Bayreuth Festival – Parsifal

Wagner
Parsifal – Bühnenweihfestspiel in three acts

Gurnemanz – Kwangchul Youn
Parsifal – Christopher Ventris
Kundry – Mihoko Fujimura
Amfortas – Detlef Roth
Klingsor – Thomas Jesatko
Titurel – Diógenes Randes
1st Esquire – Julia Borchert
2nd Esquire – Ulrike Helzel
3rd Esquire – Clemens Bieber
4th Esquire – Timothy Oliver
1st Knight – Arnold Bezuyen
2nd Knight – Friedemann Röhlig
Flowermaidens – Julia Borchert, Martina Rüping, Carola Guber, Anna Korondi, Jutta Maria Böhnert & Ulrike Helzel
Altsolo – Simone Schröder

Chorus & Orchestra of the Bayreuth Festival
Daniele Gatti

Stefan Herheim – Director
Heike Scheele – Stage design
Gesine Völlm – Costumes
Ulrich Niepel – Lighting
Momme Hinrichs & Torge Mølle – Video


Reviewed by: Alexander Campbell

Reviewed: 3 August, 2008
Venue: Bayreuth Festspielhaus, Bayreuth, Germany

Christopher Ventris as Parsifal in Stefan Herheim's staging. ©Enrico Nawrath/Bayreuther FestspieleThis was the second performance of the new Bayreuth production of “Parsifal” by the Norwegian director Stefan Herheim. There were a few sporadic boos at the end of the second act and at the end of the performance but these were isolated. There was a buzz in the house and much debate to be heard in the intervals and in restaurants later in the evening. Of course the piece was written for the famous acoustic of Wagner’s own Festspielhaus and it remains one of the places to hear the score – there will always be something magical about hearing the quiet Prelude emerge from the darkness of the covered pit.

The Bayreuth Festspielorchester was in fabulous form under Daniele Gatti whose measured tempos, amongst the slowest yet in this theatre apparently, never felt contrived. The strings had all the necessary shimmer and sweetness, and the upper woodwind instruments sang elegantly. The louder dramatic moments had both power and sweep, and the bells of the transformation scenes – so often obviously electronic, tinkly or misjudged in other theatres – here sounded as resonant, imposing and temple-like as one could dream for.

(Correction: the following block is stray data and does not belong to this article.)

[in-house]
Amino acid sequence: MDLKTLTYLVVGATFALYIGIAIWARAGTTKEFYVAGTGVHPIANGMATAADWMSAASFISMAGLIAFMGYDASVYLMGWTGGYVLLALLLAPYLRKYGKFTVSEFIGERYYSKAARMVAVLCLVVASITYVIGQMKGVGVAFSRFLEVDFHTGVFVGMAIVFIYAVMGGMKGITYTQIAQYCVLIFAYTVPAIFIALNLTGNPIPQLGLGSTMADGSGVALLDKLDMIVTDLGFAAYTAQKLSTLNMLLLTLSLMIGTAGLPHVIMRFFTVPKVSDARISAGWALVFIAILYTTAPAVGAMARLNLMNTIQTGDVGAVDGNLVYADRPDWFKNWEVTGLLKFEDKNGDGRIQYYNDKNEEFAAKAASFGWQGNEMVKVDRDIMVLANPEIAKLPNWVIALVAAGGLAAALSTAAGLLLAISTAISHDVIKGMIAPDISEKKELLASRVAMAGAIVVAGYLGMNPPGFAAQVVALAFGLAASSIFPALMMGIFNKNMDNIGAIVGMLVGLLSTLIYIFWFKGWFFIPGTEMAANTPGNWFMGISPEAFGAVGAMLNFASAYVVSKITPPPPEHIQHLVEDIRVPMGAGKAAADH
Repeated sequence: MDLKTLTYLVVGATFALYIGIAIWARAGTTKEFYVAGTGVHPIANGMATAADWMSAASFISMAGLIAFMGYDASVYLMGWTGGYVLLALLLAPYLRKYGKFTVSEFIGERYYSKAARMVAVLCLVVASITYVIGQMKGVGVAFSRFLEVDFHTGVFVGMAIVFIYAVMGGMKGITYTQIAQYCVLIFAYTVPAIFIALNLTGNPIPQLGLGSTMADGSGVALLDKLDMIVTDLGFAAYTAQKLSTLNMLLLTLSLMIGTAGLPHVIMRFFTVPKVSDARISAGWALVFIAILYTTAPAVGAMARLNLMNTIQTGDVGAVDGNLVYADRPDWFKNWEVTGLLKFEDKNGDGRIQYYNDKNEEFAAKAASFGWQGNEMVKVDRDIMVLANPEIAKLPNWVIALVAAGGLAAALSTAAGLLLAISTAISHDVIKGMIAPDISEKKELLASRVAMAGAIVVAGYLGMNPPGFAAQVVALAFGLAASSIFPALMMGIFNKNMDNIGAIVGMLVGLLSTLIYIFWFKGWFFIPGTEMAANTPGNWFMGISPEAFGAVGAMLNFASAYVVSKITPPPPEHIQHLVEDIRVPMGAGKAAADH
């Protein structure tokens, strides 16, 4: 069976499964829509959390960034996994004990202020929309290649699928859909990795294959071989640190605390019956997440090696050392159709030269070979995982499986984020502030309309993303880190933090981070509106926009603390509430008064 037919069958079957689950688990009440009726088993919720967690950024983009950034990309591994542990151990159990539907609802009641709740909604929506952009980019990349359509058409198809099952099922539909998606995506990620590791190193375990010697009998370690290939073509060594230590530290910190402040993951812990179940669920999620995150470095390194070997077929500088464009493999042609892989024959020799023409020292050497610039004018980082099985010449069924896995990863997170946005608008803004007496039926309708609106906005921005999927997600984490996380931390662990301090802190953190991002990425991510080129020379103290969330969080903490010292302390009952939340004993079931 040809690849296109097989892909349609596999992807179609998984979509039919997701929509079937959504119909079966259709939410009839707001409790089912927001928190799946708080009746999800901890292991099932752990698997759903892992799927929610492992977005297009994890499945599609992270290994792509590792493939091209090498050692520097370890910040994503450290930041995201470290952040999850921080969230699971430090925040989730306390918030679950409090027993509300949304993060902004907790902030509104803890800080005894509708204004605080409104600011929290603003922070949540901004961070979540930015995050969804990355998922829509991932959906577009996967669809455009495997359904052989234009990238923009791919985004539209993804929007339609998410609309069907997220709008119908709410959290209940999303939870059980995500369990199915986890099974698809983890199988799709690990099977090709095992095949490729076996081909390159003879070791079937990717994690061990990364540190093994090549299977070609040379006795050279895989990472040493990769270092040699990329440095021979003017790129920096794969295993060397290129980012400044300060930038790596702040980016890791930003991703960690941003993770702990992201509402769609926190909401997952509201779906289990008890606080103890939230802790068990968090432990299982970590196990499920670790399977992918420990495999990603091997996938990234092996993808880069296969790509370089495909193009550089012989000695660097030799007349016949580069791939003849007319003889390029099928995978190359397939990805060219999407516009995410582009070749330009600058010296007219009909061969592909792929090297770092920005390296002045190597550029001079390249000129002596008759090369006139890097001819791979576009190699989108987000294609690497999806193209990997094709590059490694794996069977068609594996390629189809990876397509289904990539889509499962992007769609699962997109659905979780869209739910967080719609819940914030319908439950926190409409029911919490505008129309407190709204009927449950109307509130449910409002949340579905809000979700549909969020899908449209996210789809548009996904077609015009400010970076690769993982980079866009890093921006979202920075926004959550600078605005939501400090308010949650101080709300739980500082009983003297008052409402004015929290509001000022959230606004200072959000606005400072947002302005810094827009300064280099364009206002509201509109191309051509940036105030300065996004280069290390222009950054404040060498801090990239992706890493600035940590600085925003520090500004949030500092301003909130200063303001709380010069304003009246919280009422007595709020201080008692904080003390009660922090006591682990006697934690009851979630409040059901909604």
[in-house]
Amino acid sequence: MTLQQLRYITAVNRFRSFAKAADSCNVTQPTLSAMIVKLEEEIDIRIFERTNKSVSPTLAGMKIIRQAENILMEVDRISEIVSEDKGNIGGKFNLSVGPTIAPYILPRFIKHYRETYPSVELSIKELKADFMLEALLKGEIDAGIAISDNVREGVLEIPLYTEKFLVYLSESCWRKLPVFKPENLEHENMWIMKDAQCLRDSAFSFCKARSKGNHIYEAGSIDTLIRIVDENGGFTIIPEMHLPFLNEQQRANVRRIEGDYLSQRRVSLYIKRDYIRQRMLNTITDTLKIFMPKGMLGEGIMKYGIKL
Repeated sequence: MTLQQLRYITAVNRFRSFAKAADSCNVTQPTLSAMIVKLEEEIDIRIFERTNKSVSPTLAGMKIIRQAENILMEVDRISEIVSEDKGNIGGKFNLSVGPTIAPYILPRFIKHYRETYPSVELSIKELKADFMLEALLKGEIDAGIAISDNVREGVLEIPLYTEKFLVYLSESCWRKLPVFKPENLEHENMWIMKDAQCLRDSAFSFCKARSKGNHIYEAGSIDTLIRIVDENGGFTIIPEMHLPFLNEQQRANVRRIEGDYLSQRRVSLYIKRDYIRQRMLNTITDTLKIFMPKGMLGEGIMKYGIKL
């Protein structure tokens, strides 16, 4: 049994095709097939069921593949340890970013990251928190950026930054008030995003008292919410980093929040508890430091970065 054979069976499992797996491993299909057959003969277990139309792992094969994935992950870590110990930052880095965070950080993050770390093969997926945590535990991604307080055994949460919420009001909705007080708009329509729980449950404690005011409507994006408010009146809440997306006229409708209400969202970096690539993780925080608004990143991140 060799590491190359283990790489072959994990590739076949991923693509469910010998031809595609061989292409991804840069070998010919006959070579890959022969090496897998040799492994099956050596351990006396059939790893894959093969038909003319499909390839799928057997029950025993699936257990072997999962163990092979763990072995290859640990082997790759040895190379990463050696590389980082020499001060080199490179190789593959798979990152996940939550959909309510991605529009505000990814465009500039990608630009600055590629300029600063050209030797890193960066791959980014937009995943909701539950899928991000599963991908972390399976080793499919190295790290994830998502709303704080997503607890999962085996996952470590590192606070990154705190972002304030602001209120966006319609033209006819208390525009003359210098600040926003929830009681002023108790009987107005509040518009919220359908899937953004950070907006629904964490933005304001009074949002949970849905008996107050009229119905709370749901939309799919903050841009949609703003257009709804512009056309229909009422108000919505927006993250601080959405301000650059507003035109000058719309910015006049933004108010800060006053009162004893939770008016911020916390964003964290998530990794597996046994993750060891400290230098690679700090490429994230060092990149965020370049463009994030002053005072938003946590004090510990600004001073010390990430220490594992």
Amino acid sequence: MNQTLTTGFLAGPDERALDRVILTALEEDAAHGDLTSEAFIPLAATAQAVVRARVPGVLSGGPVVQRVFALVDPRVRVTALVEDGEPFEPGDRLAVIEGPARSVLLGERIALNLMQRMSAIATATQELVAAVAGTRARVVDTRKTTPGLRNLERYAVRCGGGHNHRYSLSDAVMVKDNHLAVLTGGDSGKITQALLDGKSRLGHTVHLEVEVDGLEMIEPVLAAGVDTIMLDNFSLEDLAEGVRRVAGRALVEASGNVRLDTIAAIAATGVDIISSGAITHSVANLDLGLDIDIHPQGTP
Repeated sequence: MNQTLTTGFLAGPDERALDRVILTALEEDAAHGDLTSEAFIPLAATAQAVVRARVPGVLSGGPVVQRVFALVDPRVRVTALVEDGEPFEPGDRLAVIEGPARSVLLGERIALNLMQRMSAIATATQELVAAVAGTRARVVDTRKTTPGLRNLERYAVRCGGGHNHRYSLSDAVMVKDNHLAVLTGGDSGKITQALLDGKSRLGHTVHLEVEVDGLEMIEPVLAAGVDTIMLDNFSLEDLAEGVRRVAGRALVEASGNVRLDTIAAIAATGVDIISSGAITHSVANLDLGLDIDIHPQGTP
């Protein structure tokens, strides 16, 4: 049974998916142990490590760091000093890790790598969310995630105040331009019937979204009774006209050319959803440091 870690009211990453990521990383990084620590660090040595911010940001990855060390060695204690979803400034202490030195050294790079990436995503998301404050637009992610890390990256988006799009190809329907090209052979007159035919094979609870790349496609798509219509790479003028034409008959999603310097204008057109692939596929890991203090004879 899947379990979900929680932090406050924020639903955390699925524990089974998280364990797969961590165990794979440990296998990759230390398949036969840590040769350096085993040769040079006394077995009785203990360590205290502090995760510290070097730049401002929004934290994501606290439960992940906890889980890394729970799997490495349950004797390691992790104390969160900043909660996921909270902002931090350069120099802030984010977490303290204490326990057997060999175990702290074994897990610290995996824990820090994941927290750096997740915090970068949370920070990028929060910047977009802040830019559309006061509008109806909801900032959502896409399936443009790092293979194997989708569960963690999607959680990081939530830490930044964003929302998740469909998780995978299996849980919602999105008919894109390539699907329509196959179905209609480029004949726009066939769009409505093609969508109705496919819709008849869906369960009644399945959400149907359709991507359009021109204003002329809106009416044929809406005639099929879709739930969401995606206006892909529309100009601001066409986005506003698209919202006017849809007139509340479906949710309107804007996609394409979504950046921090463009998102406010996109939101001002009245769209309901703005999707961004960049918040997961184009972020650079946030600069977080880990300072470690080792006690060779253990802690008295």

The forgiving acoustic also provides for clear projection of voices and, for the most part, Bayreuth had managed to assemble a cast that was more than equal to the demands of the composer. Christopher Ventris was making his Bayreuth debut in the title role, for which his slightly baritonal tenor is perfect. With all his long experience in the part, he acquitted himself superbly. His final ‘Nur eine Waffe taugt…’ had a glorious ring to it.

Also impressive was the youngish bass Kwangchul Youn as Gurnemanz. He has a lovely soft-grained voice, not overly powerful. This he uses with great care for words whilst always maintaining beauty of tone. This marked a pleasant change from the interpretations of more ‘senior’ basses who do not always sing the role as persuasively, even if they perhaps provide greater interpretive insight.

Mihoko Fujimura (Kundry) and Thomas Jesatko (Klingsor). ©Bayreuther Festspiele/Enrico NawrathThe same might be said of Mihoko Fujimura’s Kundry. She is a lighter-voiced interpreter than we have come to expect in recent times, but she has a lovely, rich and frequently velvety middle register that means the more lyrical moments of the role emerge as passages of great beauty. Her top is not always absolutely secure and some of the highest notes were somewhat snatched, robbing some of the character’s more dramatic outbursts of their ideal intensity. Detlef Roth was a fine and intense Amfortas, one who managed to sing softly and keep you hanging on every word. This was particularly true in the quiet sorrowful ‘Mein Vater! Hochgesesgneter der Helden’ passage sung over the coffin of Titurel in the last act.

The young-sounding Klingsor was Thomas Jesatko who managed to be both virile (despite his self-emasculation) and slightly sinister despite some curiously camp costuming. The unseen Titurel of Diógenes Randes made an impact too. The smaller roles were less spectacularly cast than they have been in Bayreuth previously. By contrast the chorus was as good as ever it was, and the singing at the end of Act Three, particularly by the men, was spectacular in its power and quality.